Recent Updates

  • Updated on: Sep 12, 2014

    Setpoint command

    A common use case in robot programs is to drive an actuator to a particular angle or position that is measured using a potentiometer or encoder. This happens so often that there is a shortcut in RobotBuilder to do this task. It is called the Setpoint command and it's one of the choices on the palette or the right-click context menu that can be inserted under "Commands".

    Manual RobotBuilder
  • More advanced subsystems will use sensors for feedback to get guaranteed results for operations like setting elevator heights or wrist angles. The PIDSubsystem has a built-in PIDController to automatically set the correct setpoints for these types of mechanisms.

    Manual RobotBuilder
  • PIDSubsystems use feedback to control the actuator and drive it to a particular position. In this example we use an elevator with a 10-turn potentiometer connected to it to give feedback on the height. The skeleton of the PIDSubsystem is generated by the RobotBuilder and we have to fill in the rest of the code to provide the potentiometer value and drive the motor with the output of the imbedded PIDController.

    Manual RobotBuilder
  • Subsystem classes get the mechanisms on your robot moving, but to get it to stop at the right time and sequence through more complex operations you write Commands. Previously in Writing the code for a subsystem in Java we developed the code for the Claw subsystem on a robot to start the claw opening, closing, or to stop moving. Now we will write the code for a command that will actually run the Claw motor for the right time to get the claw to open and close. Our claw example is a very simple mechanism where we run the motor for 1 second to open it or 0.9 seconds to close it.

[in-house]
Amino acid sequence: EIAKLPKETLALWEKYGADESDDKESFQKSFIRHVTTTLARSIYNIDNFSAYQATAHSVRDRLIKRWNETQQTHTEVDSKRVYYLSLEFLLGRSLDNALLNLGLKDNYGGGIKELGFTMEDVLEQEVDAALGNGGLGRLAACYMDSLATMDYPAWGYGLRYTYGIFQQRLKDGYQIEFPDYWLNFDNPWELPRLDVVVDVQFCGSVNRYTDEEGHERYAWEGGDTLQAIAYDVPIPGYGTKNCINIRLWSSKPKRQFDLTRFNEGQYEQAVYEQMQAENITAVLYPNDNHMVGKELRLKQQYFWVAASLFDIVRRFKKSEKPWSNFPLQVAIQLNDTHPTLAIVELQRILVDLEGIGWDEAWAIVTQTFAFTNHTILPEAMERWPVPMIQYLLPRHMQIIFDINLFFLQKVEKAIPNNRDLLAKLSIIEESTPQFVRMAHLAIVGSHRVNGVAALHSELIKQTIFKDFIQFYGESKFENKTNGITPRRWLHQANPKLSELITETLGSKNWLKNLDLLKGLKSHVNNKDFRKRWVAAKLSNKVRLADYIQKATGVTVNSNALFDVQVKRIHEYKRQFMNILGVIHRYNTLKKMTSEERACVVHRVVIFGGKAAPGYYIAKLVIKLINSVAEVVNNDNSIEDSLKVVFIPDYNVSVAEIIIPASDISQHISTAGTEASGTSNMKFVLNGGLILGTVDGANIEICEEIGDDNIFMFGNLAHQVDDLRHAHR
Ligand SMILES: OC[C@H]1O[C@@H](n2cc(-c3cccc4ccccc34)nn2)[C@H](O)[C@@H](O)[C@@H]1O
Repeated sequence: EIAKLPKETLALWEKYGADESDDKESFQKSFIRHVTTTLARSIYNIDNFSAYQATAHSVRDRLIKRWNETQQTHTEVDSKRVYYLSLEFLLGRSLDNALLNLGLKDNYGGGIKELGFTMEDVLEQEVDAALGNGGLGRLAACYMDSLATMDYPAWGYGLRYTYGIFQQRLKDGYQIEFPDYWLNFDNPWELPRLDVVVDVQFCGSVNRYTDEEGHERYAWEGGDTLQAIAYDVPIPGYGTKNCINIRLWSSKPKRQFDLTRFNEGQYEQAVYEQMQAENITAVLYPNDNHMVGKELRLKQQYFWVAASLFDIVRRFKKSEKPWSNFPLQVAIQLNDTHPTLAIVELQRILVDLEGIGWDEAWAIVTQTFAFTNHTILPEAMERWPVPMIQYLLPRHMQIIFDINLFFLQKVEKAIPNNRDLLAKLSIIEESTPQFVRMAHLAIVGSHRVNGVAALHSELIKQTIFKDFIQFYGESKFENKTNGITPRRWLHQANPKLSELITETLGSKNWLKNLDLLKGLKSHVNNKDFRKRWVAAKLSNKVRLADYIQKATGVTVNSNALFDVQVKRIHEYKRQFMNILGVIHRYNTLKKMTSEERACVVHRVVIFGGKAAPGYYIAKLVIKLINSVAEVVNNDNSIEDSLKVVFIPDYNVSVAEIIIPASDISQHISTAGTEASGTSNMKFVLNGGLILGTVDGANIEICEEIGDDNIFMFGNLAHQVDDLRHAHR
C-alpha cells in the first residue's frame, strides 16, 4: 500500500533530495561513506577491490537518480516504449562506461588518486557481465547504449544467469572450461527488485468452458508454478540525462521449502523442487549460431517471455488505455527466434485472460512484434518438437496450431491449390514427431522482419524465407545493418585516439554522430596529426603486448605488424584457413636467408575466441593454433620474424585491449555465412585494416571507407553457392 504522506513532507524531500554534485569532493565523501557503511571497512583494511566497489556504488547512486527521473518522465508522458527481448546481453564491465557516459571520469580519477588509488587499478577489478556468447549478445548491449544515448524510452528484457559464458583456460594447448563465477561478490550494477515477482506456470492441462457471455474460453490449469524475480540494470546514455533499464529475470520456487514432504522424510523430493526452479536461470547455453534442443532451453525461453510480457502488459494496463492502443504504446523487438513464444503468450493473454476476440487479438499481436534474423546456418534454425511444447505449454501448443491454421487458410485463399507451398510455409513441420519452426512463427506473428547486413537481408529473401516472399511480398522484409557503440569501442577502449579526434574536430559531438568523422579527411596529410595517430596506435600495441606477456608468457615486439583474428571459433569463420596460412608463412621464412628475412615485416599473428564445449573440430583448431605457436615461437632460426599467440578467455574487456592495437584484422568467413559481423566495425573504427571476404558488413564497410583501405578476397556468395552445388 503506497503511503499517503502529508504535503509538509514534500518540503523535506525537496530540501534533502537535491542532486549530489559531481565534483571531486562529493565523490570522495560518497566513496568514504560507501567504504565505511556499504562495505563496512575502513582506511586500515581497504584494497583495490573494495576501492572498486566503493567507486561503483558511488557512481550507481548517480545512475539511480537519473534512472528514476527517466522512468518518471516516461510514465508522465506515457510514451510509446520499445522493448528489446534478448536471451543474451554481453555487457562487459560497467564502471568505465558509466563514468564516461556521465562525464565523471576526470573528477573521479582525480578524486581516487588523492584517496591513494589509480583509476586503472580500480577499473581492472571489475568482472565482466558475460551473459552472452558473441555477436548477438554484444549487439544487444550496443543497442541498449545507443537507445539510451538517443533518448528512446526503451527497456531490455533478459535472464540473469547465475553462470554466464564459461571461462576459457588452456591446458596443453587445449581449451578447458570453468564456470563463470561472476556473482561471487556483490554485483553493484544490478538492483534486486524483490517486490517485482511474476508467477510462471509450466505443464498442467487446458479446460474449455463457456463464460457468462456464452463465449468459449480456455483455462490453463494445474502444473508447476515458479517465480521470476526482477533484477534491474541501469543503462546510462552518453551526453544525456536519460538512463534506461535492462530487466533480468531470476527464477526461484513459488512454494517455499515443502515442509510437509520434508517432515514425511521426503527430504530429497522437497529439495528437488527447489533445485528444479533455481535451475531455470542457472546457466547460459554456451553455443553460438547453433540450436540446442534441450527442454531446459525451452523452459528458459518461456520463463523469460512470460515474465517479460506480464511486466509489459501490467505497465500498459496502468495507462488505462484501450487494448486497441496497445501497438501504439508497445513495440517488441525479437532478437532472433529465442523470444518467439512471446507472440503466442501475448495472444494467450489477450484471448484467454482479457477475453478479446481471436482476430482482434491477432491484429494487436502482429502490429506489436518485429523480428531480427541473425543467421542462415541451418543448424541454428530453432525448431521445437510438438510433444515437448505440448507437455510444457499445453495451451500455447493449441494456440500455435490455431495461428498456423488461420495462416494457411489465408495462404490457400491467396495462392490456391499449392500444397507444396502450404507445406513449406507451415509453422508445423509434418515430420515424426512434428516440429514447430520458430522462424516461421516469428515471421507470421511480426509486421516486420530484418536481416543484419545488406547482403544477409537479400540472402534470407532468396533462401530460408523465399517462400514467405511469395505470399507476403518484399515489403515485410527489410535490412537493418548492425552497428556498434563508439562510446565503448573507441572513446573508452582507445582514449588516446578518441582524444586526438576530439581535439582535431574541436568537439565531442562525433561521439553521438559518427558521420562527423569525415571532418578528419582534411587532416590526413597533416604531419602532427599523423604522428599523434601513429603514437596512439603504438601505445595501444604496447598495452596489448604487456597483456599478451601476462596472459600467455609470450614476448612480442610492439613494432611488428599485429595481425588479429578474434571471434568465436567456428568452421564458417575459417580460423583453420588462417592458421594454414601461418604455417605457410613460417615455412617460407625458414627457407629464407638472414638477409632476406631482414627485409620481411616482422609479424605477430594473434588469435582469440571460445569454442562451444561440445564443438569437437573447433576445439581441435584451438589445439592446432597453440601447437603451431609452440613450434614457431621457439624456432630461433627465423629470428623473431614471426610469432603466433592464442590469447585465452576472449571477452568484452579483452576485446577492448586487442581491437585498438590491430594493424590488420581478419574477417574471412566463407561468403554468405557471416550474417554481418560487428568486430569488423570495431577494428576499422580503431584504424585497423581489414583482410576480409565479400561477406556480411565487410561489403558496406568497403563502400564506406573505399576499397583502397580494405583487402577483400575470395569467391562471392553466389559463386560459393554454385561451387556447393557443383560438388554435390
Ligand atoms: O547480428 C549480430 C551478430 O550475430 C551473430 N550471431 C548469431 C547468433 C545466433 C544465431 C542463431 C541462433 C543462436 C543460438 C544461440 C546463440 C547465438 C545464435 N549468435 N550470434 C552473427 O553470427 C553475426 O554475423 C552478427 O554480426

Manual RobotBuilder
  • Updated on: Sep 12, 2014

    Writing the code for a subsystem in Java

    Adding code to create an actual working subsystem is very straightforward. For simple subsystems that don't use feedback it turns out to be extremely simple. In this section we will look at an example of a Claw subsystem that operates the motor for some amount of time to open or close a claw on the robot arm.

    Manual RobotBuilder
  • Manual RobotBuilder
  • PIDSubsystems use feedback to control the actuator and drive it to a particular position. In this example we use an elevator with a 10-turn potentiometer connected to it to give feedback on the height. The skeleton of the PIDSubsystem is generated by the RobotBuilder and we have to fill in the rest of the code to provide the potentiometer value and drive the motor with the output of the imbedded PIDController.

    Manual RobotBuilder
  • Updated on: Sep 12, 2014

    Writing the code for a command in C++

    Manual RobotBuilder
  • Updated on: Sep 12, 2014

    Writing the C++ code for a subsystem

    Manual RobotBuilder
  • Commands are easily tested by adding a button to the SmartDashboard to trigger the command. In this way, no integration with the rest of the robot program is necessary and commands can easily be independently tested. This is the easiest way to verify commands since with a single line of code in your program, a button can be created on the SmartDashboard that will run the command. These buttons can then be left in place to verify subsystems and command operations in the future.

    This has the added benefit of accommodating multiple programmers, each writing commands. As the code is checked into the main robot project, the commands can be individually tested.

    Manual RobotBuilder